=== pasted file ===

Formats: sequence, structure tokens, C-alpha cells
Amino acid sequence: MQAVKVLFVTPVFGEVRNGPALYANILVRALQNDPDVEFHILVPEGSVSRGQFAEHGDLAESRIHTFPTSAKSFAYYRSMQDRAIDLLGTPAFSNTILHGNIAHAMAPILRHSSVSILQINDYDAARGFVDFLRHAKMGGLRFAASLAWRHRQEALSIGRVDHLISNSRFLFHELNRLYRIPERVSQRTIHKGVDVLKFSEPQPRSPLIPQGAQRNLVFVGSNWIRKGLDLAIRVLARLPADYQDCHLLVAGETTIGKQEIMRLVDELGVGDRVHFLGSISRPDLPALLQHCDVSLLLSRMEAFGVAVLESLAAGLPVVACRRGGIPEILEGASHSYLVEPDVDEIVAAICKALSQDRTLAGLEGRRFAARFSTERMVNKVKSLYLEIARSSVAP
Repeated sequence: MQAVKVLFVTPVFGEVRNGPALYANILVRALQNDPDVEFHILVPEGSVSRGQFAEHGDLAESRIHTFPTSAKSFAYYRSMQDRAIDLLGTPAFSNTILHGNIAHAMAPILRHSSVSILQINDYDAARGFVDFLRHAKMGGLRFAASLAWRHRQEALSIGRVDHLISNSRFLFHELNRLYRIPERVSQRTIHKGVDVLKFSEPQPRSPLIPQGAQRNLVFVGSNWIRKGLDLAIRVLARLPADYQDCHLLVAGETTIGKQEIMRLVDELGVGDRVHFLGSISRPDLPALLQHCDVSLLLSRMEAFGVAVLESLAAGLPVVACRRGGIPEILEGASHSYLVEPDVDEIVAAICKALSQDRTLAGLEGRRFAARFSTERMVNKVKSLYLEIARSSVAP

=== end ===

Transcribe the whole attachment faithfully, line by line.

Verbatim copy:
Formats: sequence, structure tokens, C-alpha cells
Amino acid sequence: MQAVKVLFVTPVFGEVRNGPALYANILVRALQNDPDVEFHILVPEGSVSRGQFAEHGDLAESRIHTFPTSAKSFAYYRSMQDRAIDLLGTPAFSNTILHGNIAHAMAPILRHSSVSILQINDYDAARGFVDFLRHAKMGGLRFAASLAWRHRQEALSIGRVDHLISNSRFLFHELNRLYRIPERVSQRTIHKGVDVLKFSEPQPRSPLIPQGAQRNLVFVGSNWIRKGLDLAIRVLARLPADYQDCHLLVAGETTIGKQEIMRLVDELGVGDRVHFLGSISRPDLPALLQHCDVSLLLSRMEAFGVAVLESLAAGLPVVACRRGGIPEILEGASHSYLVEPDVDEIVAAICKALSQDRTLAGLEGRRFAARFSTERMVNKVKSLYLEIARSSVAP
Repeated sequence: MQAVKVLFVTPVFGEVRNGPALYANILVRALQNDPDVEFHILVPEGSVSRGQFAEHGDLAESRIHTFPTSAKSFAYYRSMQDRAIDLLGTPAFSNTILHGNIAHAMAPILRHSSVSILQINDYDAARGFVDFLRHAKMGGLRFAASLAWRHRQEALSIGRVDHLISNSRFLFHELNRLYRIPERVSQRTIHKGVDVLKFSEPQPRSPLIPQGAQRNLVFVGSNWIRKGLDLAIRVLARLPADYQDCHLLVAGETTIGKQEIMRLVDELGVGDRVHFLGSISRPDLPALLQHCDVSLLLSRMEAFGVAVLESLAAGLPVVACRRGGIPEILEGASHSYLVEPDVDEIVAAICKALSQDRTLAGLEGRRFAARFSTERMVNKVKSLYLEIARSSVAP